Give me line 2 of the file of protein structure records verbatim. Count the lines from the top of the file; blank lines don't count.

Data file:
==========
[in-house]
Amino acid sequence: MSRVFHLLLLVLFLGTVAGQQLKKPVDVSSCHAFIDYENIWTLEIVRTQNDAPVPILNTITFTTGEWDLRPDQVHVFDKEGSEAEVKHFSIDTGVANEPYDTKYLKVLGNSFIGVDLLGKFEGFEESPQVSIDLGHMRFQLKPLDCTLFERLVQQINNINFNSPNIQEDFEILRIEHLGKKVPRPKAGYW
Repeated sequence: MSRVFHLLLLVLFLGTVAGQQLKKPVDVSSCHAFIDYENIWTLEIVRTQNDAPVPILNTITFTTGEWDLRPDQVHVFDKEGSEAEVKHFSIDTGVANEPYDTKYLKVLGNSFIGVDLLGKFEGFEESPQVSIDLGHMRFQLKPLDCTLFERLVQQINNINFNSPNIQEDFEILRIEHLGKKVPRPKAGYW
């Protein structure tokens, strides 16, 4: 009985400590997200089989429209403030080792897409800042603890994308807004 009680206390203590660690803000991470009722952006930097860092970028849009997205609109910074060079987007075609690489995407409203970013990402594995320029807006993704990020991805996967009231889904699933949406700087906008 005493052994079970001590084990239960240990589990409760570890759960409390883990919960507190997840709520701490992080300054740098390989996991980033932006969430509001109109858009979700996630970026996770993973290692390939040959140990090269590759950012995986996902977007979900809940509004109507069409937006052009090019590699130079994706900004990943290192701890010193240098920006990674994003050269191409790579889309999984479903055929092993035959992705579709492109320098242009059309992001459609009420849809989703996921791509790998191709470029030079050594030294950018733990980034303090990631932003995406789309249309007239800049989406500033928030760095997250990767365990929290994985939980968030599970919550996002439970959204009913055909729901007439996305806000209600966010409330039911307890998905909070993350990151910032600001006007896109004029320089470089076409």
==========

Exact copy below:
Amino acid sequence: MSRVFHLLLLVLFLGTVAGQQLKKPVDVSSCHAFIDYENIWTLEIVRTQNDAPVPILNTITFTTGEWDLRPDQVHVFDKEGSEAEVKHFSIDTGVANEPYDTKYLKVLGNSFIGVDLLGKFEGFEESPQVSIDLGHMRFQLKPLDCTLFERLVQQINNINFNSPNIQEDFEILRIEHLGKKVPRPKAGYW